Gender, research and evaluating 'value': the impact of/in ethnography with visual materials 
Skyler Hawkins (The University of Manchester)
Nada Al-Hudaid (Lund University)
Send message to Convenors
Margaret Jolly (The Australian National University)
Hancock Library, room 2.24
Tuesday 3 December, 9:00-10:45, 14:00-15:45 (UTC+0)

Short Abstract:

In calling for the contemporary exploration of gender in our discipline, this panel explores the value in and of the theoretical approaches to, methodological considerations and wider inclusion of gender in anthropological written and visual materials.

Long Abstract:

The concept of gender and the employment of visual methods have both been widely discussed in ethnographic research (Butler 2006, El-Guindi 2004, Gutmann 1996, Mahmood 2001, Mulvey 1975, Pink 2007). Seeking to explore the links between gender, researcher, methodology and ethnography, this panel examines the means by which ethnographic research that engages with visual and other sensory media can and does generate understandings of gender as a concept, a lived experience and ways of seeing and being in the world. Evaluating these links can provide important insights to what type of knowledge anthropologists can produce that adds significant contributions to literature in new and impactful ways, and papers presented in this panel explores such contributions through the recollection and analysis of the researcher's personal experiences in the field, while writing up and presenting their findings.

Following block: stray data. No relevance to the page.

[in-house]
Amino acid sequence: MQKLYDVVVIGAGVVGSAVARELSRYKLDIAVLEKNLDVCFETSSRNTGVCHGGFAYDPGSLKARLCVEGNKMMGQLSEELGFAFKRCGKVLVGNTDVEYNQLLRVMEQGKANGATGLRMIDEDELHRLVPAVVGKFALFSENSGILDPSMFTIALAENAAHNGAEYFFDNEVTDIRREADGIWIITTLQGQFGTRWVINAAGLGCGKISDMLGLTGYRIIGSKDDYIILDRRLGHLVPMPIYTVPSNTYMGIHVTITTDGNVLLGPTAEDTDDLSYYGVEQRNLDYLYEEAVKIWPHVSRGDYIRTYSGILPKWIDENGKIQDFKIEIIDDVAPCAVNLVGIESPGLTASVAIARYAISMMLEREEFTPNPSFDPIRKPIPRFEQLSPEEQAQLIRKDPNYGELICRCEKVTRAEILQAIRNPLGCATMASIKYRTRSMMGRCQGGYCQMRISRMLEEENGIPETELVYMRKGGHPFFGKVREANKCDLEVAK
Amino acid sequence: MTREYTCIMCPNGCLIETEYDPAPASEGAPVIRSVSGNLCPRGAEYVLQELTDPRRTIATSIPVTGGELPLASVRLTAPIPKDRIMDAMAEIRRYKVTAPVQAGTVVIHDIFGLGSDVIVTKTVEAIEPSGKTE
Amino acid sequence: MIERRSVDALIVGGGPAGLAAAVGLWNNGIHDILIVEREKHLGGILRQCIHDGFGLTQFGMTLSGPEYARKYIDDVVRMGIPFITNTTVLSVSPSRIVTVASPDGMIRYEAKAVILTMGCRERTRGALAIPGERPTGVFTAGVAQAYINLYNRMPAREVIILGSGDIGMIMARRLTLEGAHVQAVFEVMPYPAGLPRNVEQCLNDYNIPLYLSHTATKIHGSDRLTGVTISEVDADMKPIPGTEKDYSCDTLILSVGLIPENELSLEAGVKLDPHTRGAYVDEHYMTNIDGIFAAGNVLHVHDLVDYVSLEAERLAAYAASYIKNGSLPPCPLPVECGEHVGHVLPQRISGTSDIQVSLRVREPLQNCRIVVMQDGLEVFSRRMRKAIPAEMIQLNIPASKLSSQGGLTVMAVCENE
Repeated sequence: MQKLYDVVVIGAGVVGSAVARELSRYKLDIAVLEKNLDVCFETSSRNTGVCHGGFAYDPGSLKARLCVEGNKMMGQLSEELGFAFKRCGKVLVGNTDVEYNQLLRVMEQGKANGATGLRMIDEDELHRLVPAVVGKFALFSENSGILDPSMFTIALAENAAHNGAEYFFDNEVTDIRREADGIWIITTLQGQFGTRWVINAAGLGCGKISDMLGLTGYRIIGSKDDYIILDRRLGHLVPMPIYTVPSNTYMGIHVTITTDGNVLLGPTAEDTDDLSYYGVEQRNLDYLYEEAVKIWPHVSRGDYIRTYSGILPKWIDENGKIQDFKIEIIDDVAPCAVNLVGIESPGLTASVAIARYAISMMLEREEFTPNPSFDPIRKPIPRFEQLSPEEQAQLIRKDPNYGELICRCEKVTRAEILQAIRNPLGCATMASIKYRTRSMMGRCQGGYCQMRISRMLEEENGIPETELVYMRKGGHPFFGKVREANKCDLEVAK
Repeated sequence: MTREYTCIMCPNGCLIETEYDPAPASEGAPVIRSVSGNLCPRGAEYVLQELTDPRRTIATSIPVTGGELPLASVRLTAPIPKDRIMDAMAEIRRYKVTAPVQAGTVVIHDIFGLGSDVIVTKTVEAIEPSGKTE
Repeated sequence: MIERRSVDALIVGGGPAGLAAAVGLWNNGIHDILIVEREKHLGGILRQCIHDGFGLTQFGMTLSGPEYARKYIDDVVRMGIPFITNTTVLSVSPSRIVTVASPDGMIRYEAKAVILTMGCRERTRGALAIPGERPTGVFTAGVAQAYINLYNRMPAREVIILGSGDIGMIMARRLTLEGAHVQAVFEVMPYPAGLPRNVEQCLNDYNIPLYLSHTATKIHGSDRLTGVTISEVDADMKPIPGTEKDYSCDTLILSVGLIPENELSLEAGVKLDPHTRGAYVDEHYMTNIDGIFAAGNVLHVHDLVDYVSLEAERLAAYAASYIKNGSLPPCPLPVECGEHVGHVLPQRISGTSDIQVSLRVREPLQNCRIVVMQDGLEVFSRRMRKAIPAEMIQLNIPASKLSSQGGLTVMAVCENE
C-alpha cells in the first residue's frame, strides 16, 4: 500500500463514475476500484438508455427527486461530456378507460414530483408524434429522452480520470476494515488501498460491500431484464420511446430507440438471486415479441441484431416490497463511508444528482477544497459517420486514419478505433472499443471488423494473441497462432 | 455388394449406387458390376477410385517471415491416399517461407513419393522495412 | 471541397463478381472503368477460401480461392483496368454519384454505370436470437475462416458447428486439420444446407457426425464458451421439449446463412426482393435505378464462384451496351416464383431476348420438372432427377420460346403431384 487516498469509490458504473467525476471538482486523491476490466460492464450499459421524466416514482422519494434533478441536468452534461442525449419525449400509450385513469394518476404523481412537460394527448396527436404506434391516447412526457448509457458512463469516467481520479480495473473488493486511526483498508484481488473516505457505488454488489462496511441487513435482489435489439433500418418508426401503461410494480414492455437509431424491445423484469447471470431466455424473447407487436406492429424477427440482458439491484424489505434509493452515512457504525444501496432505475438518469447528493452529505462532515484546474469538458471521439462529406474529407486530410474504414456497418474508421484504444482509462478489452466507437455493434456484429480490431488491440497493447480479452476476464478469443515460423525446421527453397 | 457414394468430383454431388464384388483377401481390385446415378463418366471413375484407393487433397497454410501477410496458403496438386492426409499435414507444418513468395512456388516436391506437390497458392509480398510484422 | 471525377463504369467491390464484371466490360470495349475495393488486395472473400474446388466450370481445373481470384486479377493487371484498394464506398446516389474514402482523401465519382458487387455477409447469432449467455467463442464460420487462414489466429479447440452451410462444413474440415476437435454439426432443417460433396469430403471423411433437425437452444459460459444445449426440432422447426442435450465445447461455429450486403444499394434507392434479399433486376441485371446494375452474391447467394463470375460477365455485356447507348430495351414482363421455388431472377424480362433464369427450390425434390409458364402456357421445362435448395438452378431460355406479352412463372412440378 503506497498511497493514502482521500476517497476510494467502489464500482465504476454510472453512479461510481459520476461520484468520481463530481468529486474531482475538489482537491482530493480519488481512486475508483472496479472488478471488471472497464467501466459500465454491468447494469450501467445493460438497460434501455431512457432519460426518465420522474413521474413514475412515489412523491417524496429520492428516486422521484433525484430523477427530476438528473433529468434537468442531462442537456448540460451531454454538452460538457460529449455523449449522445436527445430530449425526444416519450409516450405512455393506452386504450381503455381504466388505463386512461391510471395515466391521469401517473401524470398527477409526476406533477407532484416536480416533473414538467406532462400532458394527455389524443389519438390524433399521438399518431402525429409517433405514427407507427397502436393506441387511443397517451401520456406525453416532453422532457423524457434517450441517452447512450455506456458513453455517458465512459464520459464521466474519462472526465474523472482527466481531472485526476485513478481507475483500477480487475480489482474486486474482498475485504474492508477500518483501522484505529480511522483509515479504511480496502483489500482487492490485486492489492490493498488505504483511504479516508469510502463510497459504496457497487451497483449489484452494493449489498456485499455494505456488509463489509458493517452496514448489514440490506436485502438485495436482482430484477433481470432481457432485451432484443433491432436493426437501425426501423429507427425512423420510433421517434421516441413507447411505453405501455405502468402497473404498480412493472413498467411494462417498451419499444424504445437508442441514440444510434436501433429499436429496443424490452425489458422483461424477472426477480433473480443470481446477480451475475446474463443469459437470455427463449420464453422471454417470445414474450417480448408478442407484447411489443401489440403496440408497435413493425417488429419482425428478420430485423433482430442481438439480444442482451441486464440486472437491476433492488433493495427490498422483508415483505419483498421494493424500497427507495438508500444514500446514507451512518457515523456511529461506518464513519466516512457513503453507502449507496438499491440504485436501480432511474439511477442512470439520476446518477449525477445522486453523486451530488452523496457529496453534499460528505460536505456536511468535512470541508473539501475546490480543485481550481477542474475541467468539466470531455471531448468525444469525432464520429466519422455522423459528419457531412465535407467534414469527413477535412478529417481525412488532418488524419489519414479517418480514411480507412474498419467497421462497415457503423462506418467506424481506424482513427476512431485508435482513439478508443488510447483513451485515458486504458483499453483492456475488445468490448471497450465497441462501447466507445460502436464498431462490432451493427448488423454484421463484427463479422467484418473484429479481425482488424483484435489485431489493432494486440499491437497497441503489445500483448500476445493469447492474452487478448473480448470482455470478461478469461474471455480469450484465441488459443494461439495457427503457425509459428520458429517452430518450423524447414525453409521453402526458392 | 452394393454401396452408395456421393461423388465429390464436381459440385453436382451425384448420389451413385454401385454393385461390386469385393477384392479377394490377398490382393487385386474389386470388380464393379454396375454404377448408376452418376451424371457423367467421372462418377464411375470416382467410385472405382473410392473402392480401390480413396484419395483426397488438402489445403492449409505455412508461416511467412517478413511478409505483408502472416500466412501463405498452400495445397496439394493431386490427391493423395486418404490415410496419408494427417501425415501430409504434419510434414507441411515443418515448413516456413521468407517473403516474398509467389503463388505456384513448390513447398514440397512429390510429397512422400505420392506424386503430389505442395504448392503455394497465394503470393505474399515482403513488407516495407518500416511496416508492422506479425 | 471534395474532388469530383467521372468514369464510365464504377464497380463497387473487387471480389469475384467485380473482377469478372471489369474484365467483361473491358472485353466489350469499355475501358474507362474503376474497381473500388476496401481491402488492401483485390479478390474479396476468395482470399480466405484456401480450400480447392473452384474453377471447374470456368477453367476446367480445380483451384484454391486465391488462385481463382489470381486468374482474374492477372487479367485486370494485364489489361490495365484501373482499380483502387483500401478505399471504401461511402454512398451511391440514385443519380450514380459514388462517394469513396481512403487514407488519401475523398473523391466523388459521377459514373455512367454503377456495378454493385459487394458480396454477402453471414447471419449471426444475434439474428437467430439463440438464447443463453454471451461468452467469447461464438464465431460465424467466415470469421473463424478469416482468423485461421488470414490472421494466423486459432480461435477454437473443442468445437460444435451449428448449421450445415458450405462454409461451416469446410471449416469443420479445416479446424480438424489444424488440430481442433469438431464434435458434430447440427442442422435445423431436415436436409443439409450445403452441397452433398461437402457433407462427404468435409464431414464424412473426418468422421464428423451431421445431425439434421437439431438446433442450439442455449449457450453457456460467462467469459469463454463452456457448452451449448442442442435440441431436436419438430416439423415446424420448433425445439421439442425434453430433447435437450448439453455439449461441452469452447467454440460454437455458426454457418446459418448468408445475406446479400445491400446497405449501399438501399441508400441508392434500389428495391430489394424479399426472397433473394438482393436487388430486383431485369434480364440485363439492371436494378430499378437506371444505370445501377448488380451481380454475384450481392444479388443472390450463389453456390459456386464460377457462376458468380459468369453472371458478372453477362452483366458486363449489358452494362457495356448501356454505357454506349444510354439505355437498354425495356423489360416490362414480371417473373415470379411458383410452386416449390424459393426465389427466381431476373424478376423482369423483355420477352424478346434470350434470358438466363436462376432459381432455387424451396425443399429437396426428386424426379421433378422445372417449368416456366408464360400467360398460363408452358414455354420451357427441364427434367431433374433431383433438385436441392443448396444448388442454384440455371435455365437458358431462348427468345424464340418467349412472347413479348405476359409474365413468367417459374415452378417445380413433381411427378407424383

This panel posits the following sets of questions: If we seek to measure values in and of anthropological research, how do approaches to and an analysis of gender help us to achieve these values? And, how, when, by whom and for what purpose is value determined? What values can anthropologists bring to the discipline and their research participants, especially those who conduct their fieldwork with visual materials? We aim to include contributions from those working in gender around the world who incorporate forms of visual and audio materials - film, photography, paintings, graphics, among many others - in their methodologies and in the presentation of their research.

Accepted papers: